Trading Basics: What is a Trading Account?
One of the most important things you can have as a new trader, is information.
A lot of people make the mistake of jumping into trading without knowing enough. Unfortunately, this means that you’re more likely to make mistakes in your financial strategies. The good news is that there are plenty of ways to learn today. The online world makes information quickly, and easily accessible for all of us.
To help you begin your adventure into the trading environment on the right track, we’re going to cover the basics of one of the most important terms.
What is a Trading Account?
Trading account is used to refer to any investment account you make that contains value holdings like cash, securities or any other type of belongings you might have. Often, your trading account will describe the primary account that you use to purchase stocks, futures or Forex. It’s also the account that you put money back into when you want to invest in new assets.
Usually, the term is used most often by day traders. These investors engage in multiple sales and purchases every day. Their accountsare generally subject to specific regulations as a result. For instance, the assets in the account will be removedfrom other assets in that person’s investor’s “long-term” strategy.
What Does a Trading Account Do?
A TA is there to hold onto your cash, investment vehicles, and securities – just like a bank or brokerage account. The broad nature of the term means that it’s often used by a number ofdifferent people to describe different things, including tax-deferred accounts.
One of the biggestfeatures that distinguishes a TA from other accounts used for investment is the level of activity and risk within that account. The constant activity within a TA usually happens with day-traders. According to the Financial Industry Regulation Authority, day trades are the purchase and sale of an asset within the same day. To be defined as a day trader, and therefore eligible for the specific rules of a TA for day traders, you’ll need to meet with some criteria. For instance, you’ll have to make at least 4trades over the course ofa 5-day week. Additionally, you’ll need to ensure that your activity in day-trading investment accounts for more than 6% of the total investment activity you pursue in the week.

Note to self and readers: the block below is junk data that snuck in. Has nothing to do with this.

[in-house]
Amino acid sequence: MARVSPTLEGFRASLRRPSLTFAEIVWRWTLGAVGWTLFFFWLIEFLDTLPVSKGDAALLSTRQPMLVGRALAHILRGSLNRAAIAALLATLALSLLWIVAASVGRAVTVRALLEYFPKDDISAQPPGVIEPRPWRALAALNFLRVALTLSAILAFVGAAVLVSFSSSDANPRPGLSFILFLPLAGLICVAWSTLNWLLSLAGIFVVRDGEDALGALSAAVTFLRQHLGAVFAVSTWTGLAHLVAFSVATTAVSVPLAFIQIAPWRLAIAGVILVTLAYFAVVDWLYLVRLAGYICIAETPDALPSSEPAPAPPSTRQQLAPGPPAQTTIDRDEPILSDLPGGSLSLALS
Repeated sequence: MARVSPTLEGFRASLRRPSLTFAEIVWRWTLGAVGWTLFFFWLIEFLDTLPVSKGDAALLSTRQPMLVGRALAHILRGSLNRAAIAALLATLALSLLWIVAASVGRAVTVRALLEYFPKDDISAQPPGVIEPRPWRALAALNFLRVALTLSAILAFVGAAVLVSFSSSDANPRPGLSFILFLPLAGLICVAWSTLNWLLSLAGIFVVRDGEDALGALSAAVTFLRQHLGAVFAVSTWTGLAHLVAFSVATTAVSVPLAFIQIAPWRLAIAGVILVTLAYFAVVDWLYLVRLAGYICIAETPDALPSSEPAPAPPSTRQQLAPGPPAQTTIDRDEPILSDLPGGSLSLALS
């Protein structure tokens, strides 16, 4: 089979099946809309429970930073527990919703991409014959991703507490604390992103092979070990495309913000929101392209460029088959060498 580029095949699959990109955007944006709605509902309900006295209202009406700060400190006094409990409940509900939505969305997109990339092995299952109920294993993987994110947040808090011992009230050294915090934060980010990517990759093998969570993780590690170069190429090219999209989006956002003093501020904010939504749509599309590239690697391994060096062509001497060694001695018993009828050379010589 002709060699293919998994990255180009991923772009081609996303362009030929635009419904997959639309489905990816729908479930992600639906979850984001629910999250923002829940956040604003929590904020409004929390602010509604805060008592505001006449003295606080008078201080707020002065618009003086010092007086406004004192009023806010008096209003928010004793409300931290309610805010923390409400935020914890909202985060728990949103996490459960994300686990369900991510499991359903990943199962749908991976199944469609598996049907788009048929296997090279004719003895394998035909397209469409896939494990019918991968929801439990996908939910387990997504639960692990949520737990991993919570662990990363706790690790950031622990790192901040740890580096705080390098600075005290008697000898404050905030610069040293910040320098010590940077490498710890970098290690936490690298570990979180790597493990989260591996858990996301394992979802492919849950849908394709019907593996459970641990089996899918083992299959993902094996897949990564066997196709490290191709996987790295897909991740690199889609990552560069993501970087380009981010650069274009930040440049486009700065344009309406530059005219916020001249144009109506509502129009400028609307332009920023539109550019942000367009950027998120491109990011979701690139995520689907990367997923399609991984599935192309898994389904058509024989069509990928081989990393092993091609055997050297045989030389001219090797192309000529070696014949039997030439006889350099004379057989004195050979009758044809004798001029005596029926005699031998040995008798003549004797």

Some brokerage firms will identify their clients as “pattern” traders rather than standard day traders. In these cases, the firms can allow their customers to open specific margin or cash accounts. Typically, day traders rely on margin accounts for their trading.
FINRA regulations enforce specific requirements for identifying pattern accounts. The maintenance required for these accounts is typically a lot greater than it would be for someone who invests in non-pattern trading strategies. For instance, you will need to make sure that you have a base level of equity in your account of at least $25,000 to be eligible for a pattern account. Or, you may need to maintain 25% of your securities values in your account- whichever amount is the highest.
With a pattern account, you will be able to maintain a purchasing power that allows you to buy securities up to four times any excess for the minimum requirement. Additionally, the equity that is withheldfrom the account in other accounts that aren’t usedfor trading will not be usedin the calculation. Traders who don’t meet the requirements cannot use a pattern account.
If you like this article than you might also be interested in reading our reviews: